Interestingly, a photo reportedly published by Russian Security Council Deputy Chairman Dmitry Medvedev is circulating on social media on Telegram channels, sarcastically warning Europe of the price cap's chilly implications, media reports said.

The meme is taken from Stanley Kubrik's landmark horror movie The Shining features the frozen protagonist, and is accompanied by an ironic sentence that suggests the decision on the Russia oil price cap has finally been made. 

Capping crude oil prices is part of the sanctions aimed at cutting Russia's energy revenues in order to make Russia's economy and its current military operations unsustainable, experts said.

The impact of the price limit on direct oil trade between Russia and the EU is almost negligible. This is because the direct trade between the two sides has almost been suspended, and the West mainly aimed at affecting Russia's oil exports and price negotiations with third parties, Zhang said.

Reckoning the move as an attempt to showcase the West's political correctness, the expert stressed that if the price further drops to the $30 previously requested by some countries in the region, then Russia may cut production, which will lead to a rise in global crude oil prices.   

Bruising repercussions

Even under the current price limit, what the deal might ultimately end up is believed to be far from, if not entirely contrary to, its desired role as a stabilizer to global energy markets already feeling the pinch of sanctions on Russian oil, observers said.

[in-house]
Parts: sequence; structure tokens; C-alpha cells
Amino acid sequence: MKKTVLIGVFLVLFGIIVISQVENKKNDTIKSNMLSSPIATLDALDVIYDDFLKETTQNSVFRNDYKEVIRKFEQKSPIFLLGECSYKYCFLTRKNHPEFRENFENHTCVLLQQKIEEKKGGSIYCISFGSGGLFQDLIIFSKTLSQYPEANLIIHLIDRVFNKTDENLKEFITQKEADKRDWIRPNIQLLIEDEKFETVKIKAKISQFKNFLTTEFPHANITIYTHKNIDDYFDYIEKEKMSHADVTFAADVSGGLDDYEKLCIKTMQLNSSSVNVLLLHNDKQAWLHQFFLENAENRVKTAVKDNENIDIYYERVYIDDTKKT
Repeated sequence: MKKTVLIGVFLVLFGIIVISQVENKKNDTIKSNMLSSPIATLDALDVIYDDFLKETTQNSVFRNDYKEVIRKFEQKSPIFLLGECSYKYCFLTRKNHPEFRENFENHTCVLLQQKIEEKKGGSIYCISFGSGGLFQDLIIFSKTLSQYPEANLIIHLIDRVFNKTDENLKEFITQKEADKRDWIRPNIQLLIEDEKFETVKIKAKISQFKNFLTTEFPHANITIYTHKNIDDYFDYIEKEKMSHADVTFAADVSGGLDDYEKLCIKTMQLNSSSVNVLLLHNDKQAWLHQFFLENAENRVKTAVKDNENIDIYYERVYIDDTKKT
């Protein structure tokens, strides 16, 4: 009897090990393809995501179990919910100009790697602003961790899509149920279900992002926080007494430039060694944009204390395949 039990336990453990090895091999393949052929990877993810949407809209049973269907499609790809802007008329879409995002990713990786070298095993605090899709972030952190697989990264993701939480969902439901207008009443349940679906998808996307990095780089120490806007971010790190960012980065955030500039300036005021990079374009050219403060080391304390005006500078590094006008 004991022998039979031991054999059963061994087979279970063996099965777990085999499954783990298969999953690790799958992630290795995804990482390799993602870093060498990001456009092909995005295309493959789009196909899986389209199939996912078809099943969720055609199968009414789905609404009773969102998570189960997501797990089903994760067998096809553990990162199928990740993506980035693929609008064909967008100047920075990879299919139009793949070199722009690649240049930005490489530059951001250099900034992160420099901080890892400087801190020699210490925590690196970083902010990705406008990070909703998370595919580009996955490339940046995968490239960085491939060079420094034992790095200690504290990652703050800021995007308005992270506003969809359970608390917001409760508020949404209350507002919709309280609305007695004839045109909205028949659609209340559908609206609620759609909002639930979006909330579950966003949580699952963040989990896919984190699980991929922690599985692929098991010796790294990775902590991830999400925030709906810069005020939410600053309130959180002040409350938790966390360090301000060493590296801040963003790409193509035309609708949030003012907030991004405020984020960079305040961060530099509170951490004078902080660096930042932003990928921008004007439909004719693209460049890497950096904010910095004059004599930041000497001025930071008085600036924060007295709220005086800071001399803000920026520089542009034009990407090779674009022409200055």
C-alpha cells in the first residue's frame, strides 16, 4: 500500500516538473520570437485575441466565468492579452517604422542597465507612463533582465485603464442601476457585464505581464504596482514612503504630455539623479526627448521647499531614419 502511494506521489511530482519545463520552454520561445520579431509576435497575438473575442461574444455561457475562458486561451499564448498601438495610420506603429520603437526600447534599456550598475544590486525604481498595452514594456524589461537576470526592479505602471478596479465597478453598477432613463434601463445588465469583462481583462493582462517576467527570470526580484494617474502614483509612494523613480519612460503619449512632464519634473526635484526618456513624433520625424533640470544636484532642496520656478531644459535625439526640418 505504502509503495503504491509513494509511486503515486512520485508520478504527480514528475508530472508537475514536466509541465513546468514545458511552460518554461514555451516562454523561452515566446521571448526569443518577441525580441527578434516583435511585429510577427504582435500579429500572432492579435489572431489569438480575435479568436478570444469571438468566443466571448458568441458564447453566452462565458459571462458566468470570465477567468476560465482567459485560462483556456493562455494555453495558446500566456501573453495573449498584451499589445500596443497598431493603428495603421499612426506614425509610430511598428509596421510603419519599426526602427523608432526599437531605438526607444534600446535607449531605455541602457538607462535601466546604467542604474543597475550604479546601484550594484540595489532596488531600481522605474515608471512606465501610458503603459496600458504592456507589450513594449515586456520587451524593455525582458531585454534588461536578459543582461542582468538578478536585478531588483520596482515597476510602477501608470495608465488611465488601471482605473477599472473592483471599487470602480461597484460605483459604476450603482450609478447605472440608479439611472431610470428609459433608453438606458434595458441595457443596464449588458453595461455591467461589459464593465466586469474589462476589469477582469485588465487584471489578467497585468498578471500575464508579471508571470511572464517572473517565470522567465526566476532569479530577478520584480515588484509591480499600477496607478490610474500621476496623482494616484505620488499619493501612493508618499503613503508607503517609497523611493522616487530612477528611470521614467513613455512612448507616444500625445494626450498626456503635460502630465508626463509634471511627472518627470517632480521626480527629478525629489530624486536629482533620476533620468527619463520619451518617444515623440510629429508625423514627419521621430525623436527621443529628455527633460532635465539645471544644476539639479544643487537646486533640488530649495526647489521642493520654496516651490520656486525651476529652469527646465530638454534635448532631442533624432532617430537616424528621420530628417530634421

"The price cap will encourage the flow of discounted Russian oil onto global markets and is designed to help protect consumers and businesses from global supply disruptions," US Treasury Secretary Janet Yellen said in a statement Friday released following the price cap announcement.

The fundamental purpose of the price cap is to limit Russia's ability to export oil and thus its access to energy export revenues. However, there is a premise that Russia can only rely on European energy markets, Cui Heng, an assistant research fellow from the Center for Russian Studies of East China Normal University, told the Global Times on Monday.

Europe is likely to suffer far more than Russia as the latter can search for alternative markets outside Europe, the expert noted, adding that this would add to Europe's already high inflation.